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Sleep Expert Reveals Switching Up Your Sleep Style as You Age

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Are you noticing changes in your sleep quality as you get older? Sleep expert James Higgins has revealed why this may just be the case.

The CEO of Ethical Bedding, the UK’s only BCorp-accredited sustainable bedding company, says that understanding the evolution of our sleep needs as we age is vital for maintaining optimal health, with each decade bringing its own unique set of challenges that affect sleep.

“Adapting to these changes is essential for overall well-being,” James explains. “Consider our 20s, a time of life transitions like starting university or a career, along with a vibrant social life and those inevitable late nights. These factors often result in erratic sleep patterns.

“During this critical period for physical and mental development, it’s crucial to aim for 7–9 hours of sleep. Regular sleep patterns at this stage are not just about rest; they’re about building a strong foundation for future health.

“In your 20s, it’s wise to moderate alcohol consumption, especially before bedtime. While social events often involve drinking, too much alcohol can significantly disrupt sleep quality. Alcohol may initially induce drowsiness, but it often leads to non-restorative sleep, impacting both mental sharpness and physical energy the next day.

“Additionally, I recommend a digital curfew. This helps lessen the impact of blue light from screens, which can disrupt sleep by inhibiting melatonin production. So, it’s wise to limit late-night social media browsing or texting.”

“As we move into our 30s,” James continues, “the complexities of balancing a career and possibly starting a family come into play. This can lead to increased stress, impacting sleep quality. Side sleeping can be more comfortable, especially for new mothers, as it helps alleviate back pain and pressure on the spine, which are common postpartum discomforts. A bamboo mattress with more than 2,000 pocket springs will respond independently to the body’s movements, for example.

“Entering our 40s, the changes in our sleep become more apparent,” James said. “Sleep becomes lighter and more fragmented, a result of ageing and reduced sleep-inducing hormones, leading to diminished deep sleep and more frequent awakenings.

“Back sleeping can assist in maintaining spine alignment, and a hybrid mattress can provide the needed support. Adopting a healthy lifestyle with regular exercise is crucial, as it can offset some age-related changes in sleep. Regular exercise promotes better sleep in older adults by reducing stress and anxiety, improving physical health, and facilitating deeper, more restorative sleep stages, which can be disrupted by age-related changes.”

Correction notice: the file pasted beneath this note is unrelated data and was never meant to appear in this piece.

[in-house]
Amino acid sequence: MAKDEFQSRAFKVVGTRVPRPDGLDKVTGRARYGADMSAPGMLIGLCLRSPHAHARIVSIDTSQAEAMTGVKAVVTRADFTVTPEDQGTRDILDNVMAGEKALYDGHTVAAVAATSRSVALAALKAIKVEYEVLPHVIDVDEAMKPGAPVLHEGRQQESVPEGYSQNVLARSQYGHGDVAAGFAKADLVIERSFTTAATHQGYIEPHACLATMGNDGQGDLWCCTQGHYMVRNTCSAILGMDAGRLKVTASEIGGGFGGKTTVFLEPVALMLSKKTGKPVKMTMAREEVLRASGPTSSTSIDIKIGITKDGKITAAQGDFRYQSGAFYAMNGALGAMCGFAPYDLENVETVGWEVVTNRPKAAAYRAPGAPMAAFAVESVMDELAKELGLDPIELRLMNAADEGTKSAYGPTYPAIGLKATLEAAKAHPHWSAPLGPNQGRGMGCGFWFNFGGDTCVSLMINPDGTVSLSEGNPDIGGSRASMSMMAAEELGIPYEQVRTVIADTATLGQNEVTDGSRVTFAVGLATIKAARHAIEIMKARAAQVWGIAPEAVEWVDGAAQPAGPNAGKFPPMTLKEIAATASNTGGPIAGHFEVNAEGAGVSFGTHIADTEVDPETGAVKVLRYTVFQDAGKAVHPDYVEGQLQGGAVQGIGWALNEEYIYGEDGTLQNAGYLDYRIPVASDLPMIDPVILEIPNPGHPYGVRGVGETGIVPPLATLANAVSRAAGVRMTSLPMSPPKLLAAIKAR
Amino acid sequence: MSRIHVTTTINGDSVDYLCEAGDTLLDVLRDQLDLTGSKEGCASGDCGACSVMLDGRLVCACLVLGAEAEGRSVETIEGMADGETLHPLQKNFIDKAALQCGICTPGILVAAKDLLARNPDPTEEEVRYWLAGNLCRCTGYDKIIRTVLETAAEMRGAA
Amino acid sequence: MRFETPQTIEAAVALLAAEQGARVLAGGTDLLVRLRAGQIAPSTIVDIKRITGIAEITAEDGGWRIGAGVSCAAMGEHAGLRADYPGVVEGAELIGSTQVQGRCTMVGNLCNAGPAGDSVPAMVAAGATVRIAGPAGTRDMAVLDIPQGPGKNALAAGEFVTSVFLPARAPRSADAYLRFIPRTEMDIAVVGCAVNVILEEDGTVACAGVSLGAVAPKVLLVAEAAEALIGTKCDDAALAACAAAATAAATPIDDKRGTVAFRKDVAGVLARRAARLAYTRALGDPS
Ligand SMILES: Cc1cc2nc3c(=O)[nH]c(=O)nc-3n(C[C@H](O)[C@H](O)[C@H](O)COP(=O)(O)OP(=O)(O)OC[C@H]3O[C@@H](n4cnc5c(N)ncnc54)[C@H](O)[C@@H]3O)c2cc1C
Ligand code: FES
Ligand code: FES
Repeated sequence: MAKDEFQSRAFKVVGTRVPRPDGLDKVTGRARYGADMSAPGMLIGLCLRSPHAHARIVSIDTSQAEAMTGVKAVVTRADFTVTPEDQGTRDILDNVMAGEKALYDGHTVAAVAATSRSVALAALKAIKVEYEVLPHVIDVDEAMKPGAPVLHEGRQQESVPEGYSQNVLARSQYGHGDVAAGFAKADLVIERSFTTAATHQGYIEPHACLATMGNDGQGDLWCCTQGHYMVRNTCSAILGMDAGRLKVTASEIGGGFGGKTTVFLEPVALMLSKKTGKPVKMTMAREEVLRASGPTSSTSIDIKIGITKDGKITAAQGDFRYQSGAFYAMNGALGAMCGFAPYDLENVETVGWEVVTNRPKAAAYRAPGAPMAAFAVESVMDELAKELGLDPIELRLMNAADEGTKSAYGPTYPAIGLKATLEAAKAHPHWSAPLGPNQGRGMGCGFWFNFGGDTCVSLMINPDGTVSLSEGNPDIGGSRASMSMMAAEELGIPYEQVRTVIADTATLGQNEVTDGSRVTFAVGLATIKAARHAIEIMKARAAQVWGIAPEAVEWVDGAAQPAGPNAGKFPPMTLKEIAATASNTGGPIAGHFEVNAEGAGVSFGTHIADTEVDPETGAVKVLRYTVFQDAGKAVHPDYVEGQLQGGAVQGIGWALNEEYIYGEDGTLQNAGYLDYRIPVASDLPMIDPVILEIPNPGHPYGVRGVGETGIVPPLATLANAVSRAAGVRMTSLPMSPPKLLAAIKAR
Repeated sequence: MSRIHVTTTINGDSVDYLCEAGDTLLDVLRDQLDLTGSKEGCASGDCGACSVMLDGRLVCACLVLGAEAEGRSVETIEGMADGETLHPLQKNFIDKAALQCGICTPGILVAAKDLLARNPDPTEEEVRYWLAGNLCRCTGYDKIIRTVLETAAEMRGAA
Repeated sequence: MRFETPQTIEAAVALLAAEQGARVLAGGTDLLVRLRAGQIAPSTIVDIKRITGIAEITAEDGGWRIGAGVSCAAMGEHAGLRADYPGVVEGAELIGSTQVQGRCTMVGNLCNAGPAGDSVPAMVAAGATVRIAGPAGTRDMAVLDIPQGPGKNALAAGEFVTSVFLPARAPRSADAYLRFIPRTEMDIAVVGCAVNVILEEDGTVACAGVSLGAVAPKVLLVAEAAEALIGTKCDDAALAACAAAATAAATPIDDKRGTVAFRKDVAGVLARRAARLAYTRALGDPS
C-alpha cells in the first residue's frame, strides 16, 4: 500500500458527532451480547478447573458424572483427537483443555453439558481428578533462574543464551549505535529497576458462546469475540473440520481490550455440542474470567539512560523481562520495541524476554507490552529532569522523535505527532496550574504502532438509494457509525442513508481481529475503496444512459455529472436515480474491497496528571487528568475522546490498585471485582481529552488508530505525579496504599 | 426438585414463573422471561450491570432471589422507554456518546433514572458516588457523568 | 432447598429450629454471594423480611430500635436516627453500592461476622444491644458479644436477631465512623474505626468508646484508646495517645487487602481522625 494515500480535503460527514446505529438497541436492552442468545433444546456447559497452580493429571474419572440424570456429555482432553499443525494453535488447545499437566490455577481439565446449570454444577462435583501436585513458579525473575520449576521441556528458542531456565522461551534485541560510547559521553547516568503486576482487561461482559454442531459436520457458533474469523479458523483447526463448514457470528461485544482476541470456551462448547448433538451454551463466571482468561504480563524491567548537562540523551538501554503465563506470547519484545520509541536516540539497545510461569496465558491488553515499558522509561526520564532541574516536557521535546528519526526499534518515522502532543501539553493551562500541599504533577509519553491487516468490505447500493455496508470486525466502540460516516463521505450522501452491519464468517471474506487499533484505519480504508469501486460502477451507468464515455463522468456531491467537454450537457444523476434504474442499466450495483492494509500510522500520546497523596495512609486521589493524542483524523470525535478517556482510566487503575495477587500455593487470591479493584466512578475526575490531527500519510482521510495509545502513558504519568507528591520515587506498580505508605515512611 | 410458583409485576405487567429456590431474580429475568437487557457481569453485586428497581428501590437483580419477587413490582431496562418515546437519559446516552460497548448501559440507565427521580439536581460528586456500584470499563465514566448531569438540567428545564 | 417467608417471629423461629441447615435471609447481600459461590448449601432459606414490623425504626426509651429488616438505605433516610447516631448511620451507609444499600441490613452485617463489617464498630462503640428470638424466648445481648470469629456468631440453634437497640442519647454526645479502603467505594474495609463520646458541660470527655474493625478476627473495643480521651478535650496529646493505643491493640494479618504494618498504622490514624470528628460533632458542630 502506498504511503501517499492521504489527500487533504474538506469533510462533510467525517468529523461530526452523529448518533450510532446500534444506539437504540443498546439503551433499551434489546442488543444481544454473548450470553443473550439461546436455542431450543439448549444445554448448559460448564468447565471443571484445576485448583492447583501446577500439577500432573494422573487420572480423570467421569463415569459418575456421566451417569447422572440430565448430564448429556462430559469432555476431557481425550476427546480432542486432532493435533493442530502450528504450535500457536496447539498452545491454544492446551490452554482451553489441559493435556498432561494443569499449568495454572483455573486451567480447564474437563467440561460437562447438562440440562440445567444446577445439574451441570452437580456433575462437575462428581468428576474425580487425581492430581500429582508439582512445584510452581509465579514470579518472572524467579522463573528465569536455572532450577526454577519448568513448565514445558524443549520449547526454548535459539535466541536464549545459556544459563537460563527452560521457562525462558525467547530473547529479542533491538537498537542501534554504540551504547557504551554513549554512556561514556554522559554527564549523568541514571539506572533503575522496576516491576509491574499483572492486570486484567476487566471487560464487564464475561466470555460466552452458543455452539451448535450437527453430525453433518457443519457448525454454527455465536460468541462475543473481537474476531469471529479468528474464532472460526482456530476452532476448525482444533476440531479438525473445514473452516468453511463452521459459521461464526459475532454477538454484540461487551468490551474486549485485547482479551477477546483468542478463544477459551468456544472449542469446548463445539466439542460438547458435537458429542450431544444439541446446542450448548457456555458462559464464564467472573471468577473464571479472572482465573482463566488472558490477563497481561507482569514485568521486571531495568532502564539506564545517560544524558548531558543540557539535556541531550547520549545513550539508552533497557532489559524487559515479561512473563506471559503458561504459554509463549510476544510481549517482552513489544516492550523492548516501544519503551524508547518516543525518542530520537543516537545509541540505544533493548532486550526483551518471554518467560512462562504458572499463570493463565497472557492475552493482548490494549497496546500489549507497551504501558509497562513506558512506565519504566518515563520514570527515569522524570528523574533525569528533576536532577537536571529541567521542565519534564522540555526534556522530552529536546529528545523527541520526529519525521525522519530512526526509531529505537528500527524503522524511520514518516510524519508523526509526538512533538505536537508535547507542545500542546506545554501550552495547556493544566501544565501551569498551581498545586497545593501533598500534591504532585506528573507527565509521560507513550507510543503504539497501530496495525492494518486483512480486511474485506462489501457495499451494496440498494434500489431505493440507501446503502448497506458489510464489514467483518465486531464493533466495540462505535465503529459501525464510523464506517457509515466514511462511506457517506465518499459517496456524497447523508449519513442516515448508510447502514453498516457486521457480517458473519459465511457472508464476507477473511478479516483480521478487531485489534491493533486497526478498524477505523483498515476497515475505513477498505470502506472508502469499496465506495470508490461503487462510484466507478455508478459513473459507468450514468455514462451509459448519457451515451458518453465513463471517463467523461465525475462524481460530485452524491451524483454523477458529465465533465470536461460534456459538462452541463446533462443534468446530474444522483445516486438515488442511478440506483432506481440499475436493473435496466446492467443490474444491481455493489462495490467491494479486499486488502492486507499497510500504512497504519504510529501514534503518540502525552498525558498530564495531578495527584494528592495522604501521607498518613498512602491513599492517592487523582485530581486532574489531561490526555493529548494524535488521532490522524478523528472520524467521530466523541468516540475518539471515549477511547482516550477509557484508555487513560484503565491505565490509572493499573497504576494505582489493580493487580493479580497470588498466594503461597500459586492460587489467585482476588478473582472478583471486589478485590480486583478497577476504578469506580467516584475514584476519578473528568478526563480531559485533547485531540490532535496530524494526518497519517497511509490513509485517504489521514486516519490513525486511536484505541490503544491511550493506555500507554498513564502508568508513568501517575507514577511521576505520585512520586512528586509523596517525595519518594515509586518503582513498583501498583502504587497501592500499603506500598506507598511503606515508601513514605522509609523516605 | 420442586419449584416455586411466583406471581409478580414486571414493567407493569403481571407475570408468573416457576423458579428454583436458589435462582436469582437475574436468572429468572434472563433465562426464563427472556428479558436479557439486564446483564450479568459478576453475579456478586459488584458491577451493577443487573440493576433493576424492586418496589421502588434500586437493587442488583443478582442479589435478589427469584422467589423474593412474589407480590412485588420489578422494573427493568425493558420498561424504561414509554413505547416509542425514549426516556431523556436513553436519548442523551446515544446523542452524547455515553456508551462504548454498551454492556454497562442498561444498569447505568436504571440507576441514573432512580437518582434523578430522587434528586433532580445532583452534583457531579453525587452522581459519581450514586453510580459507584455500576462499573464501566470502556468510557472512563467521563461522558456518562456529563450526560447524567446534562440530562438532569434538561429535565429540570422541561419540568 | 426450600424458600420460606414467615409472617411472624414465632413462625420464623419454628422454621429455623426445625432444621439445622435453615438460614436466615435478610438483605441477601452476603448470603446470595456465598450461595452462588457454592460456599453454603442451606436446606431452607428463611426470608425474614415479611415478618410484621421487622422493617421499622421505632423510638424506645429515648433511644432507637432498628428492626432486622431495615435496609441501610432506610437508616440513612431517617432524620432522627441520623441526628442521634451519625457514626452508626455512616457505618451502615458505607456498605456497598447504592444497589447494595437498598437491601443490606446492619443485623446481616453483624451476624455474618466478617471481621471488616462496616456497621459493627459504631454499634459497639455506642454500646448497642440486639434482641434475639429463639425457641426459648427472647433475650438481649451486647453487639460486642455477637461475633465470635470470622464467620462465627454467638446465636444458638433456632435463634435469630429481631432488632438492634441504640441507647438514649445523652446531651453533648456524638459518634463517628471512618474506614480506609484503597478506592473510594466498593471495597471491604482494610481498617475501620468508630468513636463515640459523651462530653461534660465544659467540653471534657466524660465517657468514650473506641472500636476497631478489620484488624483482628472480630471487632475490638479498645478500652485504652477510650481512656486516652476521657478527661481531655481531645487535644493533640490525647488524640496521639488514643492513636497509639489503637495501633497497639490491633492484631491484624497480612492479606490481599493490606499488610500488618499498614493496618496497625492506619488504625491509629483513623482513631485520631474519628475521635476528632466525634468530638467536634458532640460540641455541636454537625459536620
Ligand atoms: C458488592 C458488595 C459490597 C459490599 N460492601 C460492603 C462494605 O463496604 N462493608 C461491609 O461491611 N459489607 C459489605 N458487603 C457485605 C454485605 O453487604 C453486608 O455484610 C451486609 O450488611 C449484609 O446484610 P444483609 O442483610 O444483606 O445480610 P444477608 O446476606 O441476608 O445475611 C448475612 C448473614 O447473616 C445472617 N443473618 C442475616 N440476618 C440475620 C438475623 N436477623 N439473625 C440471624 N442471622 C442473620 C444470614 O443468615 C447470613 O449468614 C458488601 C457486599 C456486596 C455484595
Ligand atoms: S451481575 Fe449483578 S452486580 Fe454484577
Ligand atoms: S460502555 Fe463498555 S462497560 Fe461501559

James continued: “In our 50s, hormonal changes significantly impact sleep,” James points out. “Using menopause as an example, we know that these changes can disrupt the body’s internal thermostat, leading to night sweats and hot flashes, which in turn can disrupt sleep. Managing temperature fluctuations is key, so consider breathable, moisture-wicking sleepwear and bedding.

“Additionally, using extra pillows for side or back sleeping and creating a relaxing bedtime routine are effective strategies to combat these challenges. To further improve your chance of sleeping through the night, use blackout curtains.”

“In your 60s and 70s, adapting to further changes in sleep patterns is essential,” James advises.

“Sleep becomes more fragmented and lighter, a normal part of the ageing process as the body’s internal clock shifts. I’d advise making sure the bedroom is easily navigable, especially if getting up at night becomes more frequent. As well as this, consider buying a bed that can be adjusted for comfort due to issues like acid reflux or snoring.

“Maintaining physical activity and a consistent sleep-wake cycle becomes increasingly important in your 70s as the pattern or structure of sleep – encompassing light, deep, and REM stages, changes.

“With age, there tends to be a decrease in deep sleep, which is essential for physical restoration. This can result in lighter and more disrupted sleep patterns. To counter this, regular physical activity is crucial, as it can promote deeper sleep stages.

“Creating an environment conducive to sleep, such as using softer mattresses for better support and ensuring the bedroom is safe and easy to navigate, is key. Additionally, exploring options like adjustable beds and specialised mattresses to cater to specific health needs, such as arthritis or chronic pain, can also be beneficial.”

“For those over 80,” James concludes, “it’s important to address sleep issues with healthcare professionals. Again, customised or adjustable beds offer comfort and ease of movement, while consistency in sleep routines and addressing any underlying health issues are key to maintaining sleep quality. Remember, it’s always good to consider personal comfort and any specific health conditions when tailoring your sleep environment.”

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